United States Supreme Court Rejects Johnson & Johnson’s Appeal of a $2B Talc Verdict
In a positive development for ovarian cancer victims across the country, the U.S. Supreme Court has rejected Johnson & Johnson’s appeal of a $2 billion verdict in favor of women who have claimed they developed ovarian cancer from their use of J&J’s asbestos-contaminated talcum powder products. J&J’s appeal bid stems from a $4.7 billion verdict rendered by a Missouri jury that was reduced to $2 billion after two women were dropped from the suit in an earlier, Missouri state court appeal by J&J. Unsatisfied with its appellate victory at the state level, J&J petitioned the U.S. Supreme Court for further relief arguing it was not treated fairly because the trial involved 22 cancer sufferers who came from 12 states and different backgrounds.
While the Supreme Court offered no further comment on its rejection J&J’s appeal bid, no Justices dissented in the decision (with Justices Samuel Alito and Brett Kavanaugh recusing themselves from consideration of the case over potential conflicts). Amongst the allegations against J&J are that, for decades, it knew that its talc powders contained asbestos, a potent carcinogen with no known safe exposure level and that J&J could have transitioned to cornstarch-based products, as J&J’s scientists proposed as early as 1973.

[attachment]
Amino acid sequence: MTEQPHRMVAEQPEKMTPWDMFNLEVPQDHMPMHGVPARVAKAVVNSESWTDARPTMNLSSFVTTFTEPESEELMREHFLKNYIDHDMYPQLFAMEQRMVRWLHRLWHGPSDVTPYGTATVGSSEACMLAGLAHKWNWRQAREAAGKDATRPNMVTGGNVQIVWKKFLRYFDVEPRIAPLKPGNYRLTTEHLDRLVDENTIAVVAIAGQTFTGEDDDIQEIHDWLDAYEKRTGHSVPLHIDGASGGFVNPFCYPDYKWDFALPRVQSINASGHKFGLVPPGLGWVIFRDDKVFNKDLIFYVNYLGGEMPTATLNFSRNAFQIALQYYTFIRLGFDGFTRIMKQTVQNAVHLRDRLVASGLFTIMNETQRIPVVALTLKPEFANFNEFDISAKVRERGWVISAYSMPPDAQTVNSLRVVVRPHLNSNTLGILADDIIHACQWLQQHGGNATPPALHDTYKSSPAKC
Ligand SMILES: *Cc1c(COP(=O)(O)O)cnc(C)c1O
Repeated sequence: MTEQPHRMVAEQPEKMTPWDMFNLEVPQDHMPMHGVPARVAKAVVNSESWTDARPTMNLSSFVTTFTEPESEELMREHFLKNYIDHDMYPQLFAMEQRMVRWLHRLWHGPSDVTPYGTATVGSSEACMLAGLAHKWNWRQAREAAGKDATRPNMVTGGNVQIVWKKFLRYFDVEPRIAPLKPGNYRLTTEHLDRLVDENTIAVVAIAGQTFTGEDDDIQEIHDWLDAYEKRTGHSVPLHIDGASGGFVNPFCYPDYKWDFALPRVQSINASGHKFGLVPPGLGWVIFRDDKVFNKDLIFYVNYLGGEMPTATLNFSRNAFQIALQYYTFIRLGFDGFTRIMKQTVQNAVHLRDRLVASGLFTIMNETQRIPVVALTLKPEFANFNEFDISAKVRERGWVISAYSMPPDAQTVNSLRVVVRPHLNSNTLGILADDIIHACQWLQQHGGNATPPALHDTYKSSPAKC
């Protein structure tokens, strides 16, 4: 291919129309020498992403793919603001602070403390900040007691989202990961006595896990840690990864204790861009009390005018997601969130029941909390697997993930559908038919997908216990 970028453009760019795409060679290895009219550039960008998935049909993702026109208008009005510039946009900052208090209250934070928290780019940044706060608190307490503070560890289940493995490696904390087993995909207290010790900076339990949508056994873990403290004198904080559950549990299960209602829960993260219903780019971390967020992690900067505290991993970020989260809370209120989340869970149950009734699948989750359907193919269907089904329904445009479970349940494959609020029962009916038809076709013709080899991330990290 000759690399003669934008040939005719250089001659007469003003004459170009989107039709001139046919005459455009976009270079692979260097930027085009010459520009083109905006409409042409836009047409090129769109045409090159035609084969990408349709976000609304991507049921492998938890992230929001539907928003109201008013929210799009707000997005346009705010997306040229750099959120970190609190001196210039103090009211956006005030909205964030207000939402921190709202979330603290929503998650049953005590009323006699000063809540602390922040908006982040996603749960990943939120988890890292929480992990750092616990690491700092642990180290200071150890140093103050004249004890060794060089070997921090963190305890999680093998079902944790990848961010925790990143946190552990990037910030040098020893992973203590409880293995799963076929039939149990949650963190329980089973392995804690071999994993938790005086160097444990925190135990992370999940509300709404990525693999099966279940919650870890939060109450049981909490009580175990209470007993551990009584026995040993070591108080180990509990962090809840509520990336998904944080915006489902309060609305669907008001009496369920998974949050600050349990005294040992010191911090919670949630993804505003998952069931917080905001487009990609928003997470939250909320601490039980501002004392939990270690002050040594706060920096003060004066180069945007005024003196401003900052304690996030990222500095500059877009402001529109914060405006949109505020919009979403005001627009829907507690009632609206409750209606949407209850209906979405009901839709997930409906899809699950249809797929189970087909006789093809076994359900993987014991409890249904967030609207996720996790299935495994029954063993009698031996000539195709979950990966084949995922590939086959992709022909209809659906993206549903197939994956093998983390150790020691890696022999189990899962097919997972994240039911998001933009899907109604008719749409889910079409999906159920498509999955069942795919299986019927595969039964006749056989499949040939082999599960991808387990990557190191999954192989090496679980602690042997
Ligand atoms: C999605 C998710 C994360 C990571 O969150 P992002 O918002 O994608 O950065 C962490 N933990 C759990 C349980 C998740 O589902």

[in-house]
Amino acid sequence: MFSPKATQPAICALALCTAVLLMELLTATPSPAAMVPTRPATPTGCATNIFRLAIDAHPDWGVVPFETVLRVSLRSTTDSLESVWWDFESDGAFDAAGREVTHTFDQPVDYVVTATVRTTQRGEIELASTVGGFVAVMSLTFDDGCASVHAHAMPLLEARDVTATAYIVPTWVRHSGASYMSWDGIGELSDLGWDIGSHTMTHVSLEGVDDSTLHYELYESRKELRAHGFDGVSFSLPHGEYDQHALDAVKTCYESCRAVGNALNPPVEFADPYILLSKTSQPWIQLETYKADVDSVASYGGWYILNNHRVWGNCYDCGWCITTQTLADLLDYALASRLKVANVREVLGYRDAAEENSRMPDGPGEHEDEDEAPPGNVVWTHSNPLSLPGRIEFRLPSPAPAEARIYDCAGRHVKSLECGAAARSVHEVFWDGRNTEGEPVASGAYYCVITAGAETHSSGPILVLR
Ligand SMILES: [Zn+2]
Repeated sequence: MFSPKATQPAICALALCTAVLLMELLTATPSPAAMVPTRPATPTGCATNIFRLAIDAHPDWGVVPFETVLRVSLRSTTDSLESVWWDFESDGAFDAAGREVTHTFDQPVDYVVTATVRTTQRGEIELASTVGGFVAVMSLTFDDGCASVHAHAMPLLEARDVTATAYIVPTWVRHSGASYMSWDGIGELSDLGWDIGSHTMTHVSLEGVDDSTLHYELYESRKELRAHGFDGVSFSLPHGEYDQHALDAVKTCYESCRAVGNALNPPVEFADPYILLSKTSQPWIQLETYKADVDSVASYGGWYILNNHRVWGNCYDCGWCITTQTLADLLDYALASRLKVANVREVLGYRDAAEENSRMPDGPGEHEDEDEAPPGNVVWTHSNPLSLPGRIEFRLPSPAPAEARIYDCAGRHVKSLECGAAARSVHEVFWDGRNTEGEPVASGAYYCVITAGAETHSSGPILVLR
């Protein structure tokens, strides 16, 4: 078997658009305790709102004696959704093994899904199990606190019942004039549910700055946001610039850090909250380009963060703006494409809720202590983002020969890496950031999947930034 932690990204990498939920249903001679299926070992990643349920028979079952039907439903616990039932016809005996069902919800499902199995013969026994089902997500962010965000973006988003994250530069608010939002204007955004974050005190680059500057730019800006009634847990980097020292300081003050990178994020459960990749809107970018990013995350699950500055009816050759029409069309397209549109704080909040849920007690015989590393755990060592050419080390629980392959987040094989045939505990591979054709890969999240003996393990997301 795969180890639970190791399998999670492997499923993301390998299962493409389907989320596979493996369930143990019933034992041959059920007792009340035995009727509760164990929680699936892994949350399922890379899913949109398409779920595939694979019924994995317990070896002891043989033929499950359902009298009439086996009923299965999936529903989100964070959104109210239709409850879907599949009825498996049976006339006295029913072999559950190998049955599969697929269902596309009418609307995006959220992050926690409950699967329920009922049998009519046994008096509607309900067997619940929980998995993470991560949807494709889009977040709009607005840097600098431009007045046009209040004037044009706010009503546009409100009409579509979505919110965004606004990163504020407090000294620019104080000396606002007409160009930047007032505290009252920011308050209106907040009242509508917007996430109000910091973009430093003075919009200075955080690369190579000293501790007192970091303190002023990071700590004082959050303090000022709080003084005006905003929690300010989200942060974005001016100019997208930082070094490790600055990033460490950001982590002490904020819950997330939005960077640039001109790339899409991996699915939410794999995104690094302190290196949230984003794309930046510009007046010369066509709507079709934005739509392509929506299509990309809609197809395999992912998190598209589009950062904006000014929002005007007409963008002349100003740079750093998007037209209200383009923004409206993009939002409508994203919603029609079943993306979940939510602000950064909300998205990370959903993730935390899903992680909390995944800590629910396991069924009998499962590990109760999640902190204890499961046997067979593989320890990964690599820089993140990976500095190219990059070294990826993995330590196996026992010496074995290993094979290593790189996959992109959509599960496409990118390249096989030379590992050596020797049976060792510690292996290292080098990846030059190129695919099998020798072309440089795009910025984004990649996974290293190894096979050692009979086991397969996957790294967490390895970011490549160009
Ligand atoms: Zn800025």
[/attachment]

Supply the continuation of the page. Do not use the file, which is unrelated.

The Supreme Court’s decision represents a huge win for the women involved in this lawsuit. However, tens of thousands of women across the country who have suffered and died from ovarian cancer await and hope for a similar outcome. While Johnson & Johnson has stopped selling its talc-based “Baby Powder” in the U.S. and Canada, it has yet to admit to any wrongdoing or offer to settle the remaining claims pending against it. And so, this litigation marches on. In the meantime, if you have used talcum powder products and have developed ovarian cancer you should contact an experienced law firm right away to explore your potential claims.
The U.S. Supreme Court has rejected Johnson & Johnson’s appeal of a $2 billion verdict in favor of women who have claimed they developed ovarian cancer from their use of the company's asbestos-contaminated talcum powder products. Zak Zatezalo explains.